Anyway…back to that first afternoon…
Having checked our bags through so early, by the time we made our way to our cabins, our luggage was already in the room. But not Carl’s. No, his was missing and our steward told him to be patient. A few more hours went by and no luggage. Then Carl was summoned to Deck 1 as there was a problem. Miss Arabella and I were in hysterics because Carl always has problems with security. The problem this time was that Carl, in his preparedness, had read on-line a ‘How to Cruise’ manual and it told him that cabins rarely have enough power points so pack a power board.
The power board Carl had packed was duly confiscated as it is considered a fire risk. That sorted, Carl could take his suitcase up to our cabin.
But he had to hurry because now we were ordered to our life boat stations which were held directly underneath your assigned life boat. Lifeboat 16 dangled above us. It looked very large but even so, I wasn’t sure how the 150 of us grouped under it would ever fit into it but I guess in a time of emergency, elbow-room isn’t a priority.
One of the actors on the cruise was taking us through the demonstration. He asked us to move back, move back, move back until we were almost standing on the person behind us and we were huddled shoulder to shoulder. It was a very warm day and there was no air. I had tall people in front of me so couldn’t see a thing and neither could Alfie who was saying, ‘I can’t see; what did he do with the life jacket?’ And the actor was showing us how to tie it up but only those in the front row could see. Then I heard him say that we all had to pay attention as people who don’t know what they’re doing in an emergency are a danger to others and just as we were about to get the crucial information, an elderly gentleman in the very back row, collapsed. I yelled out, ‘We need help back here’, and the actor rushed forward looking absolutely stressed and like he’d never role-played any medical emergencies. We had to create space and air-flow so stepped aside and that revealed the poor man who’d ‘hit the deck’ literally and he was very grey and not moving. The ship’s doctor arrived and we were all sent back to our cabins. The gentleman recovered but had there been an emergency situation, no one in Lifeboat 16 would have been of any use.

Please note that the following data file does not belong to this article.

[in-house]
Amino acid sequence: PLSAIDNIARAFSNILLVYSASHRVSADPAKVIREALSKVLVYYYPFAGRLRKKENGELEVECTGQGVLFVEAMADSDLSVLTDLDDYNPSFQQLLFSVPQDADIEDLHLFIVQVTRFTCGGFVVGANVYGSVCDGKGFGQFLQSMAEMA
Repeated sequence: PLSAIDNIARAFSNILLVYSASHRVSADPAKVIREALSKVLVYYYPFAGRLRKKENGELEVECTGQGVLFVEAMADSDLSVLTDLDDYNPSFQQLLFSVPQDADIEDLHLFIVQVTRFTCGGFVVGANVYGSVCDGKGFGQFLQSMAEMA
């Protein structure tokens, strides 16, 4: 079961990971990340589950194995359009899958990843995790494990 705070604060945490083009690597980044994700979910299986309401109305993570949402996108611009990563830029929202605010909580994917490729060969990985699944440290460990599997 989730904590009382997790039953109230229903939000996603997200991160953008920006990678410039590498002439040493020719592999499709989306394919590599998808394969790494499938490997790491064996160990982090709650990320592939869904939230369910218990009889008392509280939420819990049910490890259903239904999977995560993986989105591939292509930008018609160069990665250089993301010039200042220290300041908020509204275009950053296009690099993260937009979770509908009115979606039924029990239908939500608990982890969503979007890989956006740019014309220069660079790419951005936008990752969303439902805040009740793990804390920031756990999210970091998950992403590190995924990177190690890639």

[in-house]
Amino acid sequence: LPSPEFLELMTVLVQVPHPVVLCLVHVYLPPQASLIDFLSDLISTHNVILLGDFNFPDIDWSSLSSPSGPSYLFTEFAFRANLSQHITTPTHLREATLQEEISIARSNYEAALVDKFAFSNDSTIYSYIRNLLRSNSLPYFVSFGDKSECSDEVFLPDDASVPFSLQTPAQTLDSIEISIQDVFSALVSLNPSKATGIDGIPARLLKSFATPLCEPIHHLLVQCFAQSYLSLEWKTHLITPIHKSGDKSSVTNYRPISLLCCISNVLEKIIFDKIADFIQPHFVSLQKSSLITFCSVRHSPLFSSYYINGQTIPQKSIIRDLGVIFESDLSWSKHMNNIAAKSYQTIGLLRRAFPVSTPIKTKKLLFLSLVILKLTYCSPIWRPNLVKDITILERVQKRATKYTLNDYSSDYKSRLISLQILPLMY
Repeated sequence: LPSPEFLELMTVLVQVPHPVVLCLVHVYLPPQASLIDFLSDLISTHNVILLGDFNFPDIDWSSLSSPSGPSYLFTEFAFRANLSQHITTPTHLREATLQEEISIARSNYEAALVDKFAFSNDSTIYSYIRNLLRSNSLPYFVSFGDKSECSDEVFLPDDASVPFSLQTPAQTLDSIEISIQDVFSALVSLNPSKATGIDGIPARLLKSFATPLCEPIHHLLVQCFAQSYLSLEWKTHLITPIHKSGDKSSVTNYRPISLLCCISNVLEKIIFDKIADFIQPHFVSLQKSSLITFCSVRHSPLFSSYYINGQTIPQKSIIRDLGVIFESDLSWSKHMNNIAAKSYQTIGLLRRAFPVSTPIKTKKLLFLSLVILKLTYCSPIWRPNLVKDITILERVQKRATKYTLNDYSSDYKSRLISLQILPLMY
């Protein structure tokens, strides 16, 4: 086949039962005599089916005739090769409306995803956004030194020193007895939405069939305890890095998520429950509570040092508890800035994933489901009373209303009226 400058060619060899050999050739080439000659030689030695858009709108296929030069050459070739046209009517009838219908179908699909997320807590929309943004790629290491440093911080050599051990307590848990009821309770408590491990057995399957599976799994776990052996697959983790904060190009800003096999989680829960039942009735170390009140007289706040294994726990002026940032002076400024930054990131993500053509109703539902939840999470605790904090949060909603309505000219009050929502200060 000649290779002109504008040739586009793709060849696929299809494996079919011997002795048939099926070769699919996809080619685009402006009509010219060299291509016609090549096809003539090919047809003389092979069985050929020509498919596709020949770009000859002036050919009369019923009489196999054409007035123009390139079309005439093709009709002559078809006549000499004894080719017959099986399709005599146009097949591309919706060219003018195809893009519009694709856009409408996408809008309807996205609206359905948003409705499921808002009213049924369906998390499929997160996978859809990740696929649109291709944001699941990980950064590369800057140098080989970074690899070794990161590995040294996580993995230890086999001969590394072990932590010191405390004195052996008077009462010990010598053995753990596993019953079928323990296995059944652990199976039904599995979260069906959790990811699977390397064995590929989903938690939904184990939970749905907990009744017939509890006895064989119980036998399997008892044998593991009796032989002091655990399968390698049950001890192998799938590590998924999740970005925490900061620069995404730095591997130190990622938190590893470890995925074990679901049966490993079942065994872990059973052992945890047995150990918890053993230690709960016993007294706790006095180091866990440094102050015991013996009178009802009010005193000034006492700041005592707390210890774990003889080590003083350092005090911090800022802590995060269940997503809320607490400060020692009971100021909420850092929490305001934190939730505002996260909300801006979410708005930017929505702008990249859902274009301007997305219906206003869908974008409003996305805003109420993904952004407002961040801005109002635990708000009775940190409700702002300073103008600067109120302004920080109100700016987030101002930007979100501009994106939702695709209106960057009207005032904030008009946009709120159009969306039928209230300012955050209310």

Then it was up to the top deck for sail-away and even though I live in Sydney and see the harbour a few times a week, there’s nothing more beautiful than on a summer’s day, heading out of the harbour through the heads. It was definitely time for a champagne and we stood on the deck as the horn blew and the tug boats nudged the ship into position and we were away. Heading north-east to the Isle of Pines in New Caledonia.
We had dinner in the Italian restaurant where you pay an additional US$10.00pp and I was hoping for an authentic Italian dining experience however found the cuisine to be American-Italian. Big on servings but nothing genuinely Italian. What made up for the tough gnocchi and pate appetiser (is that not French?) was our view over the ocean where we saw a pod of dolphins swimming beside the ship during the sunset; a beautiful sight and a huge thrill.
Back in our cabin I discovered the rooms are serviced daily with an evening turndown service. Chocolates had been placed on the end of the bed with a little note saying, ‘The ship’s captain and crew wish you a restful sleep tonight as we look to tomorrow’s horizons’. I clapped my hands.
I then tried to plug in my phone and laptop and discovered we couldn’t because the one and only power point was an American one. I quick call through to reception and we were able to hire an adaptor.
Miss Arabella’s issues were much more serious. She had a big ‘M’ stamped on her purchasing card, (the ship runs on a cashless society). ‘M’ stands for minor and it meant she couldn’t be served alcohol. In Australia she’s had that right for almost 18 months but with this being an American ship it had to abide by US laws and as such, she was classified as a minor. She wasn’t pleased.
And that was our first day on the MS Oosterdam. It was a terrific and exciting start to our Pacific Treasures Cruise.